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The Greek island of Crete is no ordinary island, embracing a singularly fascinating identity which stems from its place in the ancient world as the epicentre of Minoan culture in southern Europe.
With this in mind, your visit to Crete, Greece's biggest island, is an opportunity to get up close to cultural sites, natural sights and historical experiences like no other.
Mind you, putting Crete's unparalleled ancient history to one side for a moment, a holiday in this hugely popular island comprises every other tried and trusted element of what makes a good break on Greece's best islands.
Included among these are the finest beaches, buzzy restaurants and bars, a vibrant local food culture, plus splendid - at-times soaring - scenery, and charming traditional towns to explore.
Relax in style at a beautiful beachfront hotel on the Greek Island of Crete Find out more here.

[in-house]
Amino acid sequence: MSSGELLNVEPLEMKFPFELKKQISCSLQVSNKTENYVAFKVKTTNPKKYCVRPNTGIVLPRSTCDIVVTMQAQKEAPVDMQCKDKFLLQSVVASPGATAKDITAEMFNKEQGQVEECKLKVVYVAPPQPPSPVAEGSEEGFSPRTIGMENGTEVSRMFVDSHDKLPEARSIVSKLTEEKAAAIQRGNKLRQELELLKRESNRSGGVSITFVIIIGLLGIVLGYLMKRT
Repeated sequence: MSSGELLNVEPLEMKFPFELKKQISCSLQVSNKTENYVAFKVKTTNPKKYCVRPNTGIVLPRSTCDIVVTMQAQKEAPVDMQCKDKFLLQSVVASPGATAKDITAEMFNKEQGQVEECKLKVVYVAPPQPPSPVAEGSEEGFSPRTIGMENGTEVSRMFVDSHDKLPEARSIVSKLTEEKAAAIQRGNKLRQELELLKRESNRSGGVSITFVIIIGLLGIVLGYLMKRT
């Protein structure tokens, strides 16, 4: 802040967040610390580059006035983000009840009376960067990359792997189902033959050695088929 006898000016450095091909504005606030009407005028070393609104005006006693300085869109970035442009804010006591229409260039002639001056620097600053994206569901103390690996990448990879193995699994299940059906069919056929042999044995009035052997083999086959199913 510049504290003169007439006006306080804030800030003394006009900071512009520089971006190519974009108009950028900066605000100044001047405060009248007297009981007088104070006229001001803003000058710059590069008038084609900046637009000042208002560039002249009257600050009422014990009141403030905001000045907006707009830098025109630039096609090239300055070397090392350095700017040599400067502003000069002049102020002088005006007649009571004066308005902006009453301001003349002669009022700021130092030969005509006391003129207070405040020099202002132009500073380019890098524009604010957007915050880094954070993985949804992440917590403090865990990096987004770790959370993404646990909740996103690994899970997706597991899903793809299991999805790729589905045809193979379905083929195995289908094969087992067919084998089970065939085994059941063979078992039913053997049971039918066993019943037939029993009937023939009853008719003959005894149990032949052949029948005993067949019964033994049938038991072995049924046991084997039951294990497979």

Here is your guide to a selection of top things to see, do and savour on your next trip to Crete:
There's the weather for starters...
It would be remiss of us not to give a top billing to the superb Cretan climate.
It's customarily Med-hot as standard in summer months when the high numbers of tourists flock, but also wonderfully warm in winter, if escaping northern Europe's brrrr-factor to reconnect with some sunshine is among your main reasons for a visit.
Pleasing temperatures hovering in the mid-teens celsius will greet visitors to Crete in what used to be called the off-season, making this entrancing island a top place for an autumn or winter break.
Once more to the beach in Crete...
The beauty of Crete's beaches shouldn't be underestimated.